LIBERTY – Because of social distancing and stay-at-home orders, it has never been more important for Missouri Baptists to find ways to connect with and love their neighbors. And many families and churches are aiming to do just that.
In the Kansas City area, two young girls have brought hope to their neighbors and many others amid the ongoing COVID-19 pandemic.
The Putnam girls, 7-year-old Collins and 5-year-old Carter, attend Pleasant Valley Baptist Church, Liberty, with their parents, Michael and Whitney, and their younger sister.
The girls used their artistic talents in recent weeks to design an encouraging card that they could send to their neighbors. Depicted on each card was a bright and colorful rainbow, along with the words, “hope is here.”
After seeing the cards, their father Michael decided to spread the hope even farther, creating a ‘hope is here’ T-shirt based on their design. They are now selling the T-shirts and giving the proceeds to local nonprofits.
He told KMBC News that those who haven’t experienced as much financial hardship from COVID-19 can “use the resources we’ve been blessed with to help our countless neighbors” who have been hurt by the pandemic.
Also speaking to KMBC News, Collins made their message clear: “Hope is here,” she said. “Jesus loves you. Have a nice day.”
Meanwhile, in Ashgrove (about 20 miles outside of Springfield), the First Baptist Church is making efforts especially to reach out to senior adults within their community. The church has been leaving gift bags on the doorsteps of senior adults. Each bag contains snacks, crossword puzzle books, devotional books, letters from children at the church, and a note from the church’s ministry staff.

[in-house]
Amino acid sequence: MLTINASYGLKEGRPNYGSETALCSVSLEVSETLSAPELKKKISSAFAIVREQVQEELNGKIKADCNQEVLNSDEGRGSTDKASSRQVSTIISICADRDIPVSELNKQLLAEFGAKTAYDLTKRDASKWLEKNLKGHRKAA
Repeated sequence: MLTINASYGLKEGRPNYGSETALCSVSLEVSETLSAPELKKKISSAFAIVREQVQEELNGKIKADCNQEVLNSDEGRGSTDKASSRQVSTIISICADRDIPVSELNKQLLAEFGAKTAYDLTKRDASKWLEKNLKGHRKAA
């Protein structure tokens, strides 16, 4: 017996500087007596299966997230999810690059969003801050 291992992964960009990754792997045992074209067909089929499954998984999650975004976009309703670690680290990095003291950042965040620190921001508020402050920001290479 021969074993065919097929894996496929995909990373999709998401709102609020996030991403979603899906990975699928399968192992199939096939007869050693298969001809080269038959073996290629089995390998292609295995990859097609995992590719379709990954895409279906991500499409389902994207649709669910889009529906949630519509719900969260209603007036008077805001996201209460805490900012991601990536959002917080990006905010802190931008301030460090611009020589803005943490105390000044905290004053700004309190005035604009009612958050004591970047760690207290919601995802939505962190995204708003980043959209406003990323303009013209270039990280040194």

Pastor Kevin Baker of First Baptist, Ashgrove, told The Pathway that many senior adults crave a connection with other people and are struggling with loneliness as a result of the COVID-19 stay-at-home orders. “So we’ve been really trying to keep up the spirits of our older adults,” he said.
“It seems like a little fear and apprehension has struck the hearts of folks, and we’re wanting to try to keep them connected and let them know that everything will work out alright,” Baker added. “We’ve had a chance to actually talk with people about their faith and about where they put their hope.”
The Art of Neighboring
Many other methods are available to Missouri Baptist churches and families as they try to reach out to their neighbors while maintaining social distance.
The Art of Neighboring – a Colorado-based Christian ministry that has produced resources used by the Missouri Baptist Convention – provides other ideas in an online “COVID-19 Neighboring Toolkit.”
It’s important to maintain social distance and follow safety guidelines amid the pandemic, the toolkit says. “However, as we engage in physical distancing practices, it’s important to note that there is a big difference between social distancing and social isolation,” it reads. The toolkit encourages Christians to talk to their neighbors (from a distance) when they see them outside and to ask them how they’re coping amid the crisis.
To read more specific ideas from the toolkit about reaching out to neighbors amid the COVID-19 pandemic, visit https://www.artofneighboring.com/wp-content/uploads/2020/03/COVID-19-Neighboring-Toolkit.pdf.